A group of major global investors called on the world’s 20 leading economies to ratify the Paris Agreement on climate change so that they can start putting their money behind clean energy sources. In an open letter to G20 leaders, the more than 130 investors representing $13 trillion in assets say that implementing the agreement will attract investments in low- and zero-carbon solutions.
“While the private sector can provide much of this vital investment, policy signals must also support climate goals in the clearest possible manner. Maintaining strong growth in clean energy investment is key to tackling climate change. We strongly encourage G20 nations to ratify Paris and help drive trillions of dollars into new clean energy investment opportunities,” said letter co-sponsor Emma Herd, CEO of the Investor Group on Climate Change, in a statement.
The letter calls for a doubling in global investments of clean energy by 2020, finalizing clean-energy and climate-reduction regulations, phasing out fossil-fuel subsidies and establishing fair carbon pricing. They argue that this would provide clarity for investors and provide the kind of support that would make clean-energy investments more attractive.
One hundred and ninety-five countries negotiated the historic agreement in Paris last December. It set out the ambitious target of limiting global warming to 2 degrees Celsius above pre-industrial levels, mostly by reducing greenhouse gas emissions. Supporters hailed the agreement as a major step toward mitigating climate change.
There is still hope that the deal can be successful, but it needs countries to officially adopt the agreement for it to work. So far, none of the world’s 20 leading economies has formally joined the Paris Agreement. The U.S. and China, the top two carbon emitters, indicated that they would join this year but it’s unclear whether it’s actually going to happen in the next few months.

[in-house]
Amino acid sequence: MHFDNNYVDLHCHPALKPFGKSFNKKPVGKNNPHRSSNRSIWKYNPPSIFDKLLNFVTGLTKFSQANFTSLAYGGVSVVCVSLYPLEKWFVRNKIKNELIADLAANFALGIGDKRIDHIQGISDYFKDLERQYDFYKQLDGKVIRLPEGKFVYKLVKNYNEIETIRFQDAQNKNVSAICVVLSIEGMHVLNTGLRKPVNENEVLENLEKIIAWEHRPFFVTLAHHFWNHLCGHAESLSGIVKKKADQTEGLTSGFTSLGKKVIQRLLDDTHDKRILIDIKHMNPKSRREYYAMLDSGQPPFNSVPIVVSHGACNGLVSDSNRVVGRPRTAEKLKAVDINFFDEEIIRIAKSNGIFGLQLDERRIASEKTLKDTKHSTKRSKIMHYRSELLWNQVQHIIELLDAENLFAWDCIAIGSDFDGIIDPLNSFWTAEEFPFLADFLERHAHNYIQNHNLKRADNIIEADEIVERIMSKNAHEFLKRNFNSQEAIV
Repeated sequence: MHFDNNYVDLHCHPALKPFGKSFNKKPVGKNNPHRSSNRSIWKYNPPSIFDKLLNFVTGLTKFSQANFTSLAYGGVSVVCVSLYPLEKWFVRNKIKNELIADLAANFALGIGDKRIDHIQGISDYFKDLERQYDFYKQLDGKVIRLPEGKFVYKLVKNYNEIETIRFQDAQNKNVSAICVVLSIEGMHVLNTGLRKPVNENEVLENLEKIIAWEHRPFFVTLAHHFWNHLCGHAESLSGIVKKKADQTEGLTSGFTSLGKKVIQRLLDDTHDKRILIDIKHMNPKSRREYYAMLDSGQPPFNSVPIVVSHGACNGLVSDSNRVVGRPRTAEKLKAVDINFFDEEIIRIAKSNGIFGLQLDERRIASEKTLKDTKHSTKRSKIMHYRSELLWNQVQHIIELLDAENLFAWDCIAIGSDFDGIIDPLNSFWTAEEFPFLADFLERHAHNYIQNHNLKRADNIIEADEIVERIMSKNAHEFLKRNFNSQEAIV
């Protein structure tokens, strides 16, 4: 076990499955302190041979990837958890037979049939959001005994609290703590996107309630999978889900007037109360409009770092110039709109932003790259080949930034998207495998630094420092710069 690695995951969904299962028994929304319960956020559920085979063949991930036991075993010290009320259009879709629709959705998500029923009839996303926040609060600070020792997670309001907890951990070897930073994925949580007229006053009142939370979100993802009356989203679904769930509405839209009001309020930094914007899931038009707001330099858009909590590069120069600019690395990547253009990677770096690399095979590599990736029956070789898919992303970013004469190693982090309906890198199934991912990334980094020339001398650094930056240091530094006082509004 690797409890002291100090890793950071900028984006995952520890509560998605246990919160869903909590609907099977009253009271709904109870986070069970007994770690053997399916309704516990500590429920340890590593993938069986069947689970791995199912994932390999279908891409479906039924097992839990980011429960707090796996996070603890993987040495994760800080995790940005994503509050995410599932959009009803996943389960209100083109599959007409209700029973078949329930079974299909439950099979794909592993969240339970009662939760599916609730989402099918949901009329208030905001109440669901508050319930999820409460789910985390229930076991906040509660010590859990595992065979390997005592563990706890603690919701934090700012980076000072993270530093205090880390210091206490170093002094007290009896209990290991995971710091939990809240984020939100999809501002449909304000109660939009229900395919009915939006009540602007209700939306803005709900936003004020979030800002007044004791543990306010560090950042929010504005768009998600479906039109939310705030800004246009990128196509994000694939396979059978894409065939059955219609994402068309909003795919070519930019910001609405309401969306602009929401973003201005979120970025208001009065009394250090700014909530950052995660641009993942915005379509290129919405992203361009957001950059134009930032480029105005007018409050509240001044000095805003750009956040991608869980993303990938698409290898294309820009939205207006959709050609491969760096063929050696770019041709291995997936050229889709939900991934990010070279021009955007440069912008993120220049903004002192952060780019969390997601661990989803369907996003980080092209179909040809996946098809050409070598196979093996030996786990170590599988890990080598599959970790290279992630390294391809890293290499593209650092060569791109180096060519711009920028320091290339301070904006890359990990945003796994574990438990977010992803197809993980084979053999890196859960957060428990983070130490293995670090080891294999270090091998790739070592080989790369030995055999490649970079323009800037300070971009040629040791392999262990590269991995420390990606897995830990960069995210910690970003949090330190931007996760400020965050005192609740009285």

The deal goes into effect only when at least 55 countries, accounting for more than 55 percent of global carbon emissions, formally join. Right now 23 countries have completed the process, and they account for just 1.1 percent of global emissions.
That is why the investors are applying pressure on the G20 as its leaders prepare to meet in China next week. The group is responsible for nearly three-quarters of global carbon emissions, meaning that they are essential to enacting the Paris agreement. By making a financial case, the investors are hopeful that they can incentivize countries to adopt the agreement.
“The Paris Agreement provides a clear signal to investors that the transition to the low-carbon, clean energy economy is inevitable and already under way,” said Stephanie Pfeifer, CEO of the Institutional Investors Group on Climate Change (IIGCC), in a statement. “Governments must ratify the Paris agreement swiftly and have a responsibility to implement policies that drive better disclosure of climate risk, curb fossil fuel subsidies and put in place strong pricing signals sufficient to catalyze the significant private sector investment in low carbon solutions required to realize the agreement’s goals.“